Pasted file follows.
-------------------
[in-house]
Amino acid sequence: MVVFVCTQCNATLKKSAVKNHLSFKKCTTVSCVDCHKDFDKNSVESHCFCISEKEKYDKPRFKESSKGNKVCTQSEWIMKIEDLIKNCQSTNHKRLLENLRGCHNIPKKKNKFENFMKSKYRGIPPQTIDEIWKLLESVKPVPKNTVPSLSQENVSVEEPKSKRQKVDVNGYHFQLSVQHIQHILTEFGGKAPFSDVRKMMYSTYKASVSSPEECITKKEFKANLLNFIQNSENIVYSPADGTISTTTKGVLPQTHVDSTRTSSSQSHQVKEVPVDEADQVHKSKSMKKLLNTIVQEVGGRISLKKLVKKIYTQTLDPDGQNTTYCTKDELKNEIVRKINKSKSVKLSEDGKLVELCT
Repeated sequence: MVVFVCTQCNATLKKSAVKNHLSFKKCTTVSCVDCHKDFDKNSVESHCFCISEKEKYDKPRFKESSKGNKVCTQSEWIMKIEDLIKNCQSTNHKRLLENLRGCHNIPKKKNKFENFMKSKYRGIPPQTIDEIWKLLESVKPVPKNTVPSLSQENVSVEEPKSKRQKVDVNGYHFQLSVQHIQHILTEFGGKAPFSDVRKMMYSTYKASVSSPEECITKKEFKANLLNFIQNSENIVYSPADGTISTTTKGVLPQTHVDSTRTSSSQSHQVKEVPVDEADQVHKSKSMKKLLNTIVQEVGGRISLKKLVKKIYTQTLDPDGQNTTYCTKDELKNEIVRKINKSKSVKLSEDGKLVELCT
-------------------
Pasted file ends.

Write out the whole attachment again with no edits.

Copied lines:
[in-house]
Amino acid sequence: MVVFVCTQCNATLKKSAVKNHLSFKKCTTVSCVDCHKDFDKNSVESHCFCISEKEKYDKPRFKESSKGNKVCTQSEWIMKIEDLIKNCQSTNHKRLLENLRGCHNIPKKKNKFENFMKSKYRGIPPQTIDEIWKLLESVKPVPKNTVPSLSQENVSVEEPKSKRQKVDVNGYHFQLSVQHIQHILTEFGGKAPFSDVRKMMYSTYKASVSSPEECITKKEFKANLLNFIQNSENIVYSPADGTISTTTKGVLPQTHVDSTRTSSSQSHQVKEVPVDEADQVHKSKSMKKLLNTIVQEVGGRISLKKLVKKIYTQTLDPDGQNTTYCTKDELKNEIVRKINKSKSVKLSEDGKLVELCT
Repeated sequence: MVVFVCTQCNATLKKSAVKNHLSFKKCTTVSCVDCHKDFDKNSVESHCFCISEKEKYDKPRFKESSKGNKVCTQSEWIMKIEDLIKNCQSTNHKRLLENLRGCHNIPKKKNKFENFMKSKYRGIPPQTIDEIWKLLESVKPVPKNTVPSLSQENVSVEEPKSKRQKVDVNGYHFQLSVQHIQHILTEFGGKAPFSDVRKMMYSTYKASVSSPEECITKKEFKANLLNFIQNSENIVYSPADGTISTTTKGVLPQTHVDSTRTSSSQSHQVKEVPVDEADQVHKSKSMKKLLNTIVQEVGGRISLKKLVKKIYTQTLDPDGQNTTYCTKDELKNEIVRKINKSKSVKLSEDGKLVELCT